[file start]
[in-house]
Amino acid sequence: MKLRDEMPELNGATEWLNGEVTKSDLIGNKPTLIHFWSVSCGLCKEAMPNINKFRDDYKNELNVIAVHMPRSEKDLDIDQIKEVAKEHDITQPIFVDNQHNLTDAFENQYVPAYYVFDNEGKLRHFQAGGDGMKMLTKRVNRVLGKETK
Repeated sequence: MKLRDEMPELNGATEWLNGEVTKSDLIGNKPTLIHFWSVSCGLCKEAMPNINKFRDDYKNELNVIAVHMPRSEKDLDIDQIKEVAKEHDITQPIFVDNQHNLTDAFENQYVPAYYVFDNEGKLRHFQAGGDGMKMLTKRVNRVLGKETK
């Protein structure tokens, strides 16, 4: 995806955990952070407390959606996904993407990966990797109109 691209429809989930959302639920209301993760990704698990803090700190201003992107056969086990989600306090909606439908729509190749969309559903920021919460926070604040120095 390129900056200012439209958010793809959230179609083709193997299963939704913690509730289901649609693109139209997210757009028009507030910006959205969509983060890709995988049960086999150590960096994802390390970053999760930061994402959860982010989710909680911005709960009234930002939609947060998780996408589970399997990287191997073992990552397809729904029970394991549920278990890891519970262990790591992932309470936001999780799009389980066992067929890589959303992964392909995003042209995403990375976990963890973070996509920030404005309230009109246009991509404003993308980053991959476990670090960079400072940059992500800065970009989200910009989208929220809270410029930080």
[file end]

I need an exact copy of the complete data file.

[in-house]
Amino acid sequence: MKLRDEMPELNGATEWLNGEVTKSDLIGNKPTLIHFWSVSCGLCKEAMPNINKFRDDYKNELNVIAVHMPRSEKDLDIDQIKEVAKEHDITQPIFVDNQHNLTDAFENQYVPAYYVFDNEGKLRHFQAGGDGMKMLTKRVNRVLGKETK
Repeated sequence: MKLRDEMPELNGATEWLNGEVTKSDLIGNKPTLIHFWSVSCGLCKEAMPNINKFRDDYKNELNVIAVHMPRSEKDLDIDQIKEVAKEHDITQPIFVDNQHNLTDAFENQYVPAYYVFDNEGKLRHFQAGGDGMKMLTKRVNRVLGKETK
């Protein structure tokens, strides 16, 4: 995806955990952070407390959606996904993407990966990797109109 691209429809989930959302639920209301993760990704698990803090700190201003992107056969086990989600306090909606439908729509190749969309559903920021919460926070604040120095 390129900056200012439209958010793809959230179609083709193997299963939704913690509730289901649609693109139209997210757009028009507030910006959205969509983060890709995988049960086999150590960096994802390390970053999760930061994402959860982010989710909680911005709960009234930002939609947060998780996408589970399997990287191997073992990552397809729904029970394991549920278990890891519970262990790591992932309470936001999780799009389980066992067929890589959303992964392909995003042209995403990375976990963890973070996509920030404005309230009109246009991509404003993308980053991959476990670090960079400072940059992500800065970009989200910009989208929220809270410029930080």